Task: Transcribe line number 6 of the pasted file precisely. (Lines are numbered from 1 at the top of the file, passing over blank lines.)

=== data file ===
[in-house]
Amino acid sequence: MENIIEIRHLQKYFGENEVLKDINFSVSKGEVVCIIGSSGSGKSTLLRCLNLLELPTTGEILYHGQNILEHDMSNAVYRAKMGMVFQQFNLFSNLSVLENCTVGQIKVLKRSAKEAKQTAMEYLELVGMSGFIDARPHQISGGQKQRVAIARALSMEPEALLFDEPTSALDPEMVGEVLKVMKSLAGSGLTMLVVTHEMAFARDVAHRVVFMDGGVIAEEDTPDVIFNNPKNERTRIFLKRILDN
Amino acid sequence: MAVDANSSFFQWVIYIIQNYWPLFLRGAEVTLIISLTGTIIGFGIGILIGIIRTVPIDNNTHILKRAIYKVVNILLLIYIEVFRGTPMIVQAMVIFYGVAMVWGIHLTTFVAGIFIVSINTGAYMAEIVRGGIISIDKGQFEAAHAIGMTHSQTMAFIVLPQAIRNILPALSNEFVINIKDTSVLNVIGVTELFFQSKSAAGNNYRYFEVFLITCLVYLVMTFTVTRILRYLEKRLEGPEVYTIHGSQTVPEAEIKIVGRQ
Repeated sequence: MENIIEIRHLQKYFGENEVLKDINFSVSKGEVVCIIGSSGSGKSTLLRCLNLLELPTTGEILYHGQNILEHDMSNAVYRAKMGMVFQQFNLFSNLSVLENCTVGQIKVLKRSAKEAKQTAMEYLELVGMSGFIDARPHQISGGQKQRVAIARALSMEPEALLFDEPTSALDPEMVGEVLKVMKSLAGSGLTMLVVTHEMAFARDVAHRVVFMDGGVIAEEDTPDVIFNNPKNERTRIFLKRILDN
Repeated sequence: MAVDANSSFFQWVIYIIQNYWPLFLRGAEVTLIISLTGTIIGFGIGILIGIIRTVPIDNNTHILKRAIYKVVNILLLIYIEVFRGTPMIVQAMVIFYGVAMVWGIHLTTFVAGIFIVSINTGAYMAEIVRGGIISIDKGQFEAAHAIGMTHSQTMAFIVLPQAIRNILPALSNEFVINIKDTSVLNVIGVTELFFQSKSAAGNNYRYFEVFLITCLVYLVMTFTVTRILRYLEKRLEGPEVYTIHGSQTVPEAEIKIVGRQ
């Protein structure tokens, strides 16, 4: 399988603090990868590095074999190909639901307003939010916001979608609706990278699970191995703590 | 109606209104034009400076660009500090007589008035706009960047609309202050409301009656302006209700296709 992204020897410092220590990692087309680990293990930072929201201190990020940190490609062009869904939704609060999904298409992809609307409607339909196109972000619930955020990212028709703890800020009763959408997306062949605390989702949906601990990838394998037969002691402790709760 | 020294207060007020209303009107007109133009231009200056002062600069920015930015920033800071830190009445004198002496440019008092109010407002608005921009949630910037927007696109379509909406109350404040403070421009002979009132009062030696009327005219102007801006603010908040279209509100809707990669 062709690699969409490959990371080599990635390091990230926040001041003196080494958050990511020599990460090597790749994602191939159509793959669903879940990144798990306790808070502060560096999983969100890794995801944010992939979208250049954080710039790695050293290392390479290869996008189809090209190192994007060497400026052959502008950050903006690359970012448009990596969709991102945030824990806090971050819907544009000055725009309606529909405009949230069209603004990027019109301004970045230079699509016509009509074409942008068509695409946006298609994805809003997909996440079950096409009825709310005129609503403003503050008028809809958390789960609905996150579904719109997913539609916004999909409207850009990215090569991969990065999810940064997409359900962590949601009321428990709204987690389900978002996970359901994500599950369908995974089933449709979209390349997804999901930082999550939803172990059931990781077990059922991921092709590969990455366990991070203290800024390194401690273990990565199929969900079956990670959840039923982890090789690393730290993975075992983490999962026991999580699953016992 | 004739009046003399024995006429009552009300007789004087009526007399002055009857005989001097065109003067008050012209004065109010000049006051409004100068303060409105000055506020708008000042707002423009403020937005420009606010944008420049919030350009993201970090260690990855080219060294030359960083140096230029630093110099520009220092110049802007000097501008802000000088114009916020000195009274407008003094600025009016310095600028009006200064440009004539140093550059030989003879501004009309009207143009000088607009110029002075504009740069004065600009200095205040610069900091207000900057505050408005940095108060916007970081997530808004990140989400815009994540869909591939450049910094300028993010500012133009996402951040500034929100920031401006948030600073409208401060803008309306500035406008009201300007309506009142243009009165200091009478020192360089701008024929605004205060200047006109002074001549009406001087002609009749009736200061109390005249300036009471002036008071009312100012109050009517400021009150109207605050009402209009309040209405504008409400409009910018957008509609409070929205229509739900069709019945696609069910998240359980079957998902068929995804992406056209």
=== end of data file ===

């Protein structure tokens, strides 16, 4: 399988603090990868590095074999190909639901307003939010916001979608609706990278699970191995703590 | 109606209104034009400076660009500090007589008035706009960047609309202050409301009656302006209700296709 992204020897410092220590990692087309680990293990930072929201201190990020940190490609062009869904939704609060999904298409992809609307409607339909196109972000619930955020990212028709703890800020009763959408997306062949605390989702949906601990990838394998037969002691402790709760 | 020294207060007020209303009107007109133009231009200056002062600069920015930015920033800071830190009445004198002496440019008092109010407002608005921009949630910037927007696109379509909406109350404040403070421009002979009132009062030696009327005219102007801006603010908040279209509100809707990669 062709690699969409490959990371080599990635390091990230926040001041003196080494958050990511020599990460090597790749994602191939159509793959669903879940990144798990306790808070502060560096999983969100890794995801944010992939979208250049954080710039790695050293290392390479290869996008189809090209190192994007060497400026052959502008950050903006690359970012448009990596969709991102945030824990806090971050819907544009000055725009309606529909405009949230069209603004990027019109301004970045230079699509016509009509074409942008068509695409946006298609994805809003997909996440079950096409009825709310005129609503403003503050008028809809958390789960609905996150579904719109997913539609916004999909409207850009990215090569991969990065999810940064997409359900962590949601009321428990709204987690389900978002996970359901994500599950369908995974089933449709979209390349997804999901930082999550939803172990059931990781077990059922991921092709590969990455366990991070203290800024390194401690273990990565199929969900079956990670959840039923982890090789690393730290993975075992983490999962026991999580699953016992 | 004739009046003399024995006429009552009300007789004087009526007399002055009857005989001097065109003067008050012209004065109010000049006051409004100068303060409105000055506020708008000042707002423009403020937005420009606010944008420049919030350009993201970090260690990855080219060294030359960083140096230029630093110099520009220092110049802007000097501008802000000088114009916020000195009274407008003094600025009016310095600028009006200064440009004539140093550059030989003879501004009309009207143009000088607009110029002075504009740069004065600009200095205040610069900091207000900057505050408005940095108060916007970081997530808004990140989400815009994540869909591939450049910094300028993010500012133009996402951040500034929100920031401006948030600073409208401060803008309306500035406008009201300007309506009142243009009165200091009478020192360089701008024929605004205060200047006109002074001549009406001087002609009749009736200061109390005249300036009471002036008071009312100012109050009517400021009150109207605050009402209009309040209405504008409400409009910018957008509609409070929205229509739900069709019945696609069910998240359980079957998902068929995804992406056209």